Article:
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[AFRINIC-rpd] Academic IPv4 Allocation Policy Second Draft (AFPUB-2013-GEN-001-DRAFT-02)

Andrew Alston alston.networks at
Sun Jan 27 23:01:19 UTC 2013

That is correct Owen,


-----Original Message-----
From: Owen DeLong [mailto:owen at] 
Sent: Monday, January 28, 2013 12:57 AM
To: Andrew Alston
Cc: 'SM'; 'Badru Ntege'; rpd at
Subject: Re: [AFRINIC-rpd] Academic IPv4 Allocation Policy Second Draft

It is my understanding that any organization can always request less
resources than they are entitled to under policy.

Therefore, a policy that specifies an institution is entitled to 5:1 does
not prevent them from requesting addresses equal to 3:1.


On Jan 26, 2013, at 02:17 , Andrew Alston <alston.networks at> wrote:

> Hi SM,
> We have discussed within AfriNIC at various times over the years 
> holding onto our space so that it will be available as we develop.  
> The same applies to Universities.  I would argue that any University 
> with 10 thousand students to remain competitive will upgrade their 
> infrastructure, and that's happening at a drastically accelerated 
> rate, because the internet infrastructure on university campuses is 
> becoming critical to the academic experience (as stated by Guy Halse).
> Furthermore, since it is fast becoming cheaper for a University to 
> upgrade its infrastructure to support such access than to deliver 
> content via more traditional methods, the progression of infrastructure is
a natural thing.
> I point at an example of a small University in South Africa that is 
> predominantly rural, and actually generally runs very close to the red 
> in financial terms.  Because of a need to drive down costs and provide 
> better access, they, even in their financial position, realized it was 
> prudent to do massive upgrades, and went and sourced the money to do 
> so.  The Universities may not upgrade at the same rate, but within the 
> next 3 years, because of the criticality of online resources to 
> teaching and academia, wifi network infrastructure to allow students 
> to access things *will* be common place in my opinion.
> So, in answer to question (a), no, the non-utilization problem will 
> resolve itself shortly, and furthermore, there is no actual practical 
> way to audit this anyway and (b) no, that is something that will 
> happen over the course of time.
> Look, I had a long discussion last night telephonically with Nii about 
> this, and I would love to see a situation where a University could 
> specify a ratio they *needed* up to a maximum of X, so if we said a 
> university can turn around and say we need a ratio of 3:1, whereas 
> another can say we need 5:1, both are <= 5, both are accepted by 
> AfriNIC on face value, I would accept this.  However, AfriNIC would 
> then need to commit to accepting these values at face value argument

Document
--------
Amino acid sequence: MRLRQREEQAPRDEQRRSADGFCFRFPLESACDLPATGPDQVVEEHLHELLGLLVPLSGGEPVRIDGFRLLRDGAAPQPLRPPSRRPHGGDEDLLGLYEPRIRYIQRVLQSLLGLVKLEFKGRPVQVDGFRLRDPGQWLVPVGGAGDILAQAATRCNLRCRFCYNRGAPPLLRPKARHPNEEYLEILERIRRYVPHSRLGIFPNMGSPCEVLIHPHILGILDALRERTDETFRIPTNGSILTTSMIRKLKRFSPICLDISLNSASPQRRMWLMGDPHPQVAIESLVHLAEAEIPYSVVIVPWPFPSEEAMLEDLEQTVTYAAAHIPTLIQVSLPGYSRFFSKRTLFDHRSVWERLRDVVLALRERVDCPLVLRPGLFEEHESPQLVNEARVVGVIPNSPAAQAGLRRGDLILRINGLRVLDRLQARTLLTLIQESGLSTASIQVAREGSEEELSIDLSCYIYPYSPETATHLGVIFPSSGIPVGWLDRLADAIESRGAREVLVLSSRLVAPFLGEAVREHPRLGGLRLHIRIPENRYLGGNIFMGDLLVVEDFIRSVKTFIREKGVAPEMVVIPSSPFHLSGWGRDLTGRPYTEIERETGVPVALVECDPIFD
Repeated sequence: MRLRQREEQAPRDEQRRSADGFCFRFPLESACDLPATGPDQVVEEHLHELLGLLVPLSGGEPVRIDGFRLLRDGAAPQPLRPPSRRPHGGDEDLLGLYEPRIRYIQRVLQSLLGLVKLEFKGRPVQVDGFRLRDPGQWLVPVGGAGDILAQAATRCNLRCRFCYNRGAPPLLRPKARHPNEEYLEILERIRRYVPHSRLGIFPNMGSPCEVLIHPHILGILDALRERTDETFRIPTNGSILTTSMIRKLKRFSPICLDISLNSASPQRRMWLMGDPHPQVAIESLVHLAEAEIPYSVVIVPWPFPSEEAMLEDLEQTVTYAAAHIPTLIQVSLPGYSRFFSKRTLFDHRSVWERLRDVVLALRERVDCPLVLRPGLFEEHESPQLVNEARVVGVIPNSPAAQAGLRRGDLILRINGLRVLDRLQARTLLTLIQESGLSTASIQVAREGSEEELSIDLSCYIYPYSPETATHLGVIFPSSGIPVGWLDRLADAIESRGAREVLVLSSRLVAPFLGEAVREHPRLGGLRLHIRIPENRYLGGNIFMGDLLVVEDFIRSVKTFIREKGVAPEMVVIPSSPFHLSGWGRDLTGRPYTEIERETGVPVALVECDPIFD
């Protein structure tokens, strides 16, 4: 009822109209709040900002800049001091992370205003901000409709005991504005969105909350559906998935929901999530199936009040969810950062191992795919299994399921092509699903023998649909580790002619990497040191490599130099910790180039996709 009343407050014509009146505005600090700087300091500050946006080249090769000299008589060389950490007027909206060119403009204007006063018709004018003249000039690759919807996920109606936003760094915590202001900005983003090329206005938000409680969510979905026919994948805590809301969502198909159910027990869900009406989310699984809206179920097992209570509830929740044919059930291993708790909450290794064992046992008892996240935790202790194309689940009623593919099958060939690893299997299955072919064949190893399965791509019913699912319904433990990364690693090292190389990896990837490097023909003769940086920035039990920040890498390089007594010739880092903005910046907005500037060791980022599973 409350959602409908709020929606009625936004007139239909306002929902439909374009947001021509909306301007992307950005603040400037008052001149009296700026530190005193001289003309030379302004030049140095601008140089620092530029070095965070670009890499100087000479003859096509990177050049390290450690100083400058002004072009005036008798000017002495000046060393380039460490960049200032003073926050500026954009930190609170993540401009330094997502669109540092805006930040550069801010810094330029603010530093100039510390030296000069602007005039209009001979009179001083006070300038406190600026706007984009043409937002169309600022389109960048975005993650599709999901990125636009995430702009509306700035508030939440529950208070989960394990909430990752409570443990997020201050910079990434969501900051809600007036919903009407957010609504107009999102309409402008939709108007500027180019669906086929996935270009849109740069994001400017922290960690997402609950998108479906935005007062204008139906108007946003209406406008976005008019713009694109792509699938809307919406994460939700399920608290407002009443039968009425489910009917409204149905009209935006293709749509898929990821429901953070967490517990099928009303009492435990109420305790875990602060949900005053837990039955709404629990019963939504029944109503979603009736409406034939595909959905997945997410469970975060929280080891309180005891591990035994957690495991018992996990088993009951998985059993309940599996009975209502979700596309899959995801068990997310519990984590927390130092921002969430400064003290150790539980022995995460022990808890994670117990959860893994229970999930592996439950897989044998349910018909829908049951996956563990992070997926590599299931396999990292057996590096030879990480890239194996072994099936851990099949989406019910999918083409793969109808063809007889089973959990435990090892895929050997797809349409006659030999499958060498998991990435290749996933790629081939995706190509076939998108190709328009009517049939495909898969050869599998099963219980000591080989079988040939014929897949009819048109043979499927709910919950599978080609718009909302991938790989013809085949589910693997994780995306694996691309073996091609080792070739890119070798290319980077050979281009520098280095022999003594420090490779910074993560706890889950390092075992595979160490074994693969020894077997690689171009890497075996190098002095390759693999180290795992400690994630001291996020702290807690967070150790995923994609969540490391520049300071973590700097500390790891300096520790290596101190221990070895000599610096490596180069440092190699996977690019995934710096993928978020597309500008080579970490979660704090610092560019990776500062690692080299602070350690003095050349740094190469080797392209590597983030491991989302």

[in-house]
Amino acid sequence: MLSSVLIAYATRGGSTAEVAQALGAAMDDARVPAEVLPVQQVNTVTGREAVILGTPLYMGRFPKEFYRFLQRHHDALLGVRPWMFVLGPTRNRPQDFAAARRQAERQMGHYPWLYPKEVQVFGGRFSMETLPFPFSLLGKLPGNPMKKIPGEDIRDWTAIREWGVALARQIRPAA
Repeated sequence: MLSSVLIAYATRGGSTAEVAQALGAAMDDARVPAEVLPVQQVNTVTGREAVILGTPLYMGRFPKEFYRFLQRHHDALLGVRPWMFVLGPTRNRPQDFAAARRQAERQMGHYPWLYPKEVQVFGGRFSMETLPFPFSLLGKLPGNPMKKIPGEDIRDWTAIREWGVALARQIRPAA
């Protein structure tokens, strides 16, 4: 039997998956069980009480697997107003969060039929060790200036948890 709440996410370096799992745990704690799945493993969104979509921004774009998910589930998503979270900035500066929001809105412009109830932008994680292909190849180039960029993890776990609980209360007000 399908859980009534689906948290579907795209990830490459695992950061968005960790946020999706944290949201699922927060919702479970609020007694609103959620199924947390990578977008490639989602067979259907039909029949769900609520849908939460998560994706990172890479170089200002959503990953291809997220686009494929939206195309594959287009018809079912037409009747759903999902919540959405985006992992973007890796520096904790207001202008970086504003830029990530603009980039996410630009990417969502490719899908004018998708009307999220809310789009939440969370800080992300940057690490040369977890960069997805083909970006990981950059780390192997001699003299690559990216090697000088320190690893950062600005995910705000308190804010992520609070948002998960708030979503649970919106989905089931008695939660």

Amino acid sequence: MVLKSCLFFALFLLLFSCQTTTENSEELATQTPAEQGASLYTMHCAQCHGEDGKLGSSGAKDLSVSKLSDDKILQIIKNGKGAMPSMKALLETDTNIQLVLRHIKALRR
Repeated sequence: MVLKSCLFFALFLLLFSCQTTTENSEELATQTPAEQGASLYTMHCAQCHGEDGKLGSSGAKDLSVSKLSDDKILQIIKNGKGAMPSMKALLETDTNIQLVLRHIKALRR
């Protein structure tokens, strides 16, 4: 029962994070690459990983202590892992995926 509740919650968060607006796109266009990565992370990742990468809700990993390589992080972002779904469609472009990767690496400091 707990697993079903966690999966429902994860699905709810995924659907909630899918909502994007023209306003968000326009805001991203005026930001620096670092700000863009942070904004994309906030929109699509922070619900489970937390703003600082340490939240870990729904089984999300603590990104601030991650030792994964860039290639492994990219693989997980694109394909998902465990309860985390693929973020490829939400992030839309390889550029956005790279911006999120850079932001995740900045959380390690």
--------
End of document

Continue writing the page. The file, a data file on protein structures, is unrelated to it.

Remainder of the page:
> and back and forth.  Otherwise, we need the fixed ratio in policy to avoid
the same issues we are currently having.
> Currently the policy sets a minimum of 5, higher can be justified.  I 
> would be happy to say any ratio below or equal to 5 is accepted 
> de-facto based on institutional statement, anything above 5 requires 
> further justification that can be investigated.  Would this suffice?
> Andrew
> -----Original Message-----
> From: SM [mailto:sm at]
> Sent: Saturday, January 26, 2013 11:07 AM
> To: Badru Ntege; Andrew Alston
> Cc: rpd at
> Subject: Re: [AFRINIC-rpd] Academic IPv4 Allocation Policy Second 
> Draft
> (AFPUB-2013-GEN-001-DRAFT-02)
> Hi Badru,
> At 20:18 25-01-2013, Badru Ntege wrote:
>> The statistics are showing the demand for the urban institutions with 
>> the financial resources to build a network that can support this 
>> demand and thus the need to have an idea of the network.  But out in 
>> the real world not all academic institutions have the resources to 
>> build such networks.
>> which is why it is a good idea to have an understanding of the 
>> network size.  if we go by institutional population we might be 
>> introducing a major flaw.
> I'll try and restate what you said in the first 
> paragraph.  University A and B each have 10,000 persons.   University 
> A has the resources to build a network to service these 10,000 persons.
> University B does not have the resources to build a network to service 
> these
> 10,000 persons.  If I use population count as a measure I would be 
> giving
> 50,000 IP addresses to University A and
> 50,000 IP addresses University B.
> University B is using 5,000 IP addresses only and 45,000 IP addresses 
> are not utilized.  The amount of free IP addresses for the region 
> reaches a level where I cannot provide IP addresses to University C 
> which has a population of 5,000 persons.  Somebody points out that 
> there are 45,000 IP addresses not being utilized at University B.  I 
> cannot do anything about it.
> The questions are:
>  (a) Should I fix the non-utilization problem?
>  (b) Is it possible for me to fix the non-utilization problem?
> Regards,
> -sm
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> rpd at

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